I enjoy reading Christian Fiction and Bible Fiction but I have to tell you – a lot of it is crap. It wasn’t until I discovered The Thief by Stephanie Landsem that I started reading it again. It is a re-imagining of the lives and backgrounds of the two thieves that were crucified next to Jesus Christ. It’s amazing! She has such a unique perspective on their lives and the events that led them to their deaths. She mentions Jesus in the book but doesn’t attempt to make Him a central character. I have loved everything I’ve read by Stephanie Landsem so I don’t think you can really go wrong with anything she has written. 

I also read Daughter of the King by Carlene Havel and Sharon Faucheux. It’s a fictional tale of King David and his first wife, Michal (daughter of King Saul). When I first read it I loved her storytelling but I wasn’t blown away by the book. The thing is, I read this book years ago and I can still recall every detail of the book so these ladies did something right. It’s a different take on David and Michal’s relationship but it was a good book.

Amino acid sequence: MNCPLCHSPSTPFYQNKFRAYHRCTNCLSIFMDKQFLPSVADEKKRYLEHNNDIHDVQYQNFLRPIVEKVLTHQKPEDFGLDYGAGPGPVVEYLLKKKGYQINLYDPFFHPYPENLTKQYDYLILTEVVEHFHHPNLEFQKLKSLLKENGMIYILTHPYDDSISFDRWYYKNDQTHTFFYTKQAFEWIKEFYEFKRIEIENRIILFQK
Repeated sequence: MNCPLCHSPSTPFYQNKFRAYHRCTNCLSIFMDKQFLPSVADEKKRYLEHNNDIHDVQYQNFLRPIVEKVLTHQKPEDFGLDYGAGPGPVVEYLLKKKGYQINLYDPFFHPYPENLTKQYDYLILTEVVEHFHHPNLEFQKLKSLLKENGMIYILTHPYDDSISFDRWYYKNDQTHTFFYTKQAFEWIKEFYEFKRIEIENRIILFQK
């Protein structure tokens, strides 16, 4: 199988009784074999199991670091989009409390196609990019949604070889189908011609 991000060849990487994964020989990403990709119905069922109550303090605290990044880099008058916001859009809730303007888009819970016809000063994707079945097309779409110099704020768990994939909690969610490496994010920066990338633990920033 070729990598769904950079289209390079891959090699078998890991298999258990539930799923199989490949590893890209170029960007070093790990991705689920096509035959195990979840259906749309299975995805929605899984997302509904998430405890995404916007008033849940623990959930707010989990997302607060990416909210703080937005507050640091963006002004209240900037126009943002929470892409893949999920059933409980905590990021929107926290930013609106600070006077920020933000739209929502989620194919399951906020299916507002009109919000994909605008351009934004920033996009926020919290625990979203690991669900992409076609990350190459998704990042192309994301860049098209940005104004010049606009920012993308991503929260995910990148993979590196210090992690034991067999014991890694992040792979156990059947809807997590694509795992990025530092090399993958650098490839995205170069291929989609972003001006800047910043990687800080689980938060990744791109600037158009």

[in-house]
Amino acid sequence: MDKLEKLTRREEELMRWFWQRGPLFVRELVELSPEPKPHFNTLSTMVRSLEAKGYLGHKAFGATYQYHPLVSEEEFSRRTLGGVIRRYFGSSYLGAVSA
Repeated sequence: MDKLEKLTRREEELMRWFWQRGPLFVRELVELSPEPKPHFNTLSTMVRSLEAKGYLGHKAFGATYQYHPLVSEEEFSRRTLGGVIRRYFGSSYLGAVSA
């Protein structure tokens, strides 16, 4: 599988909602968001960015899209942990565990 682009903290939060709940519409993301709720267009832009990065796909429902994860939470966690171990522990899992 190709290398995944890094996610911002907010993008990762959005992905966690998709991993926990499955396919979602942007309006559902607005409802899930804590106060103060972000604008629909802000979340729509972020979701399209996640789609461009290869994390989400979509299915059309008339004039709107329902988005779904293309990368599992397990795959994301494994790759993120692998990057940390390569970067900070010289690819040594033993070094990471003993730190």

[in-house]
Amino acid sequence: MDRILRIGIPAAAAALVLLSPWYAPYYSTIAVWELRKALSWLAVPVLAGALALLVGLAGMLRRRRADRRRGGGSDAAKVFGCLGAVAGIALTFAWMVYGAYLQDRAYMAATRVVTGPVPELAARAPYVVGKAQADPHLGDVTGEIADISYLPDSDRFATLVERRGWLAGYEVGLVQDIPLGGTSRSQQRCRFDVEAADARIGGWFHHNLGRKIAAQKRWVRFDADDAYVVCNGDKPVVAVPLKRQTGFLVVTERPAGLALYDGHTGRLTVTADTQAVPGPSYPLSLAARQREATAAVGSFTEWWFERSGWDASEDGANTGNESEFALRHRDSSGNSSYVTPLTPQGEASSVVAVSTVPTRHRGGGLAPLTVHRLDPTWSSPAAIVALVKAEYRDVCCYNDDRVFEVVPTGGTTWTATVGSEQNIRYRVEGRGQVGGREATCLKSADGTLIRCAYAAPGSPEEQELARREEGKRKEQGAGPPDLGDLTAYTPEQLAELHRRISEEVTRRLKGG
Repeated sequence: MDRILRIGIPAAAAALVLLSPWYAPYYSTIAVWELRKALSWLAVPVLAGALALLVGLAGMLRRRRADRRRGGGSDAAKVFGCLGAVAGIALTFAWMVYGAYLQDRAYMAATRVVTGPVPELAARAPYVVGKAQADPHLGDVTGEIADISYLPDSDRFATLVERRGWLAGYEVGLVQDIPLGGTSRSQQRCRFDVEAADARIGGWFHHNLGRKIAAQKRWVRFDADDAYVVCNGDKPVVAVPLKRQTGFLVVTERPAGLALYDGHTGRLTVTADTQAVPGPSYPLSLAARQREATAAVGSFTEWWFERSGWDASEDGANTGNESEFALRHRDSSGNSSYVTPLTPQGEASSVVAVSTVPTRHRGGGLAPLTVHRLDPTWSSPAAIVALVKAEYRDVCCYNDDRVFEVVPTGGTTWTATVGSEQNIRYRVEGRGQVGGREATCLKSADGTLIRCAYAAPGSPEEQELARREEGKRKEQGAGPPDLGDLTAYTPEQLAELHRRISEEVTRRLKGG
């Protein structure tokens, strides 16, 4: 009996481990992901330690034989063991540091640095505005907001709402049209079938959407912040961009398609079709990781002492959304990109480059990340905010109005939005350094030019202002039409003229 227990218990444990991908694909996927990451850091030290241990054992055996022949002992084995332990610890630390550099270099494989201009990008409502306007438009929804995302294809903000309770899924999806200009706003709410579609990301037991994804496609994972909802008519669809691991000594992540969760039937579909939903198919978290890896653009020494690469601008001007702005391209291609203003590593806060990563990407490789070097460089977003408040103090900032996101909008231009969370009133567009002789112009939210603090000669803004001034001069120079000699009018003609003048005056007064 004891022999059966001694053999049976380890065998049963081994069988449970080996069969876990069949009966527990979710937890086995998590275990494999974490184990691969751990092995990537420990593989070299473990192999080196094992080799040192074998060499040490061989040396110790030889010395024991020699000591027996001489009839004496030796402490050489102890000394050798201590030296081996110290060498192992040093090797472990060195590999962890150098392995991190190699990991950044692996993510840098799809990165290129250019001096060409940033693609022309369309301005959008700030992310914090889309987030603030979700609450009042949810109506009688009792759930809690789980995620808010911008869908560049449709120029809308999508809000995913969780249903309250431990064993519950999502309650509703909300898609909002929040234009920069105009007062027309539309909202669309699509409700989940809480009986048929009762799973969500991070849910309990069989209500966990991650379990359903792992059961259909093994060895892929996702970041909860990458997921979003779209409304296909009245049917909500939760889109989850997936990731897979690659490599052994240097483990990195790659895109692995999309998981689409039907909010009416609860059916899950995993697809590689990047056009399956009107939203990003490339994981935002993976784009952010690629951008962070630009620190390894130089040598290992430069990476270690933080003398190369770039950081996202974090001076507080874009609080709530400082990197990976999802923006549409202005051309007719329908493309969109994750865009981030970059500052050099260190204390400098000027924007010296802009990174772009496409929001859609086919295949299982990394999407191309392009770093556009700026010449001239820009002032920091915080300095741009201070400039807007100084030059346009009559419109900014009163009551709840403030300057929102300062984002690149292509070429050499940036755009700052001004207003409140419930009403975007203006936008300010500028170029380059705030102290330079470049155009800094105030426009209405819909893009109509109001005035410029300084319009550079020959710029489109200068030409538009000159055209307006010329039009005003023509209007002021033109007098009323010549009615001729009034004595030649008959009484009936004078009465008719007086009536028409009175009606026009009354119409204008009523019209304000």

Since I enjoyed those two so much I really thought I’d like Sinners and the Sea by Rebecca Kanner but unfortunately, I was wrong. SO wrong.

I’m going to start with the positives because I like to keep things as positive as possible for as long as possible. Rebecca Kanner is a remarkable storyteller! There is no doubt that she is immensely talented. I mean, this book got so far inside of my head that the night I finished it I actually dreamed about the Noah’s Ark and the great flood. Honestly. DREAMED it. Only a talented author can get that far inside of my head.